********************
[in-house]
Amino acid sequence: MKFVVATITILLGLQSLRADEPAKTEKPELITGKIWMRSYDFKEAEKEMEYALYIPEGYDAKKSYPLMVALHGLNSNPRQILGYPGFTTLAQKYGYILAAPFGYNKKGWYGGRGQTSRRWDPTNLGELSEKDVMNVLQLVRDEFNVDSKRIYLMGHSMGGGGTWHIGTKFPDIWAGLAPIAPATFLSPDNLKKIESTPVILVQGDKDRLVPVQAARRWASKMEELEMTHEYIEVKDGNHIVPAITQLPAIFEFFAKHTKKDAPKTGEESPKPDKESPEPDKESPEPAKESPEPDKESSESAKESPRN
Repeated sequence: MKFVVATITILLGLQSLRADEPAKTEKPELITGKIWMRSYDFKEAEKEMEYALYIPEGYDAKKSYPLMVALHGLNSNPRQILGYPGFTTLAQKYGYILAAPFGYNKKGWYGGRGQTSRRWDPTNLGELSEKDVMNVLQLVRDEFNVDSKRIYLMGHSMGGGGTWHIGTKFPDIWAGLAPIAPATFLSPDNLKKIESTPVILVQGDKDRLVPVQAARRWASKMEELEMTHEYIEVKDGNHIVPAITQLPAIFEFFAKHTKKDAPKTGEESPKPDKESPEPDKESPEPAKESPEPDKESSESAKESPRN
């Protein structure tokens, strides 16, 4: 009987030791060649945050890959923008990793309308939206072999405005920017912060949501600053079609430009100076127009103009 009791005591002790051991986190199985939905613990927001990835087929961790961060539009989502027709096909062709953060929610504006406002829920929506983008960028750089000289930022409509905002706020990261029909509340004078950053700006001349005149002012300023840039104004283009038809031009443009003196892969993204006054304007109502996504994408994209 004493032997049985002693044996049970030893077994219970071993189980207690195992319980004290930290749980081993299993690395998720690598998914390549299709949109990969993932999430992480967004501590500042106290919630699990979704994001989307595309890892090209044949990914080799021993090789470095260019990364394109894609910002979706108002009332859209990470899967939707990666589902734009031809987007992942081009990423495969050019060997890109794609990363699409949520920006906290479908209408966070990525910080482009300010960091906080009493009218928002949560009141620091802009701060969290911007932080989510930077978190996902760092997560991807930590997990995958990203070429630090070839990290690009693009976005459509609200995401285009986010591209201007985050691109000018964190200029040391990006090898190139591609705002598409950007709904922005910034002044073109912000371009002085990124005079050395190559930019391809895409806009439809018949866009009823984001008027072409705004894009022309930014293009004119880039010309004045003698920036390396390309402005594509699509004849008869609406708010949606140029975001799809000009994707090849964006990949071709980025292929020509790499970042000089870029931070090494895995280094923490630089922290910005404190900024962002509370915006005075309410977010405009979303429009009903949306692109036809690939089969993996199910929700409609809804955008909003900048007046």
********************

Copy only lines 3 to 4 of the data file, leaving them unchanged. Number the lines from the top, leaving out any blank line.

Repeated sequence: MKFVVATITILLGLQSLRADEPAKTEKPELITGKIWMRSYDFKEAEKEMEYALYIPEGYDAKKSYPLMVALHGLNSNPRQILGYPGFTTLAQKYGYILAAPFGYNKKGWYGGRGQTSRRWDPTNLGELSEKDVMNVLQLVRDEFNVDSKRIYLMGHSMGGGGTWHIGTKFPDIWAGLAPIAPATFLSPDNLKKIESTPVILVQGDKDRLVPVQAARRWASKMEELEMTHEYIEVKDGNHIVPAITQLPAIFEFFAKHTKKDAPKTGEESPKPDKESPEPDKESPEPAKESPEPDKESSESAKESPRN
């Protein structure tokens, strides 16, 4: 009987030791060649945050890959923008990793309308939206072999405005920017912060949501600053079609430009100076127009103009 009791005591002790051991986190199985939905613990927001990835087929961790961060539009989502027709096909062709953060929610504006406002829920929506983008960028750089000289930022409509905002706020990261029909509340004078950053700006001349005149002012300023840039104004283009038809031009443009003196892969993204006054304007109502996504994408994209 004493032997049985002693044996049970030893077994219970071993189980207690195992319980004290930290749980081993299993690395998720690598998914390549299709949109990969993932999430992480967004501590500042106290919630699990979704994001989307595309890892090209044949990914080799021993090789470095260019990364394109894609910002979706108002009332859209990470899967939707990666589902734009031809987007992942081009990423495969050019060997890109794609990363699409949520920006906290479908209408966070990525910080482009300010960091906080009493009218928002949560009141620091802009701060969290911007932080989510930077978190996902760092997560991807930590997990995958990203070429630090070839990290690009693009976005459509609200995401285009986010591209201007985050691109000018964190200029040391990006090898190139591609705002598409950007709904922005910034002044073109912000371009002085990124005079050395190559930019391809895409806009439809018949866009009823984001008027072409705004894009022309930014293009004119880039010309004045003698920036390396390309402005594509699509004849008869609406708010949606140029975001799809000009994707090849964006990949071709980025292929020509790499970042000089870029931070090494895995280094923490630089922290910005404190900024962002509370915006005075309410977010405009979303429009009903949306692109036809690939089969993996199910929700409609809804955008909003900048007046």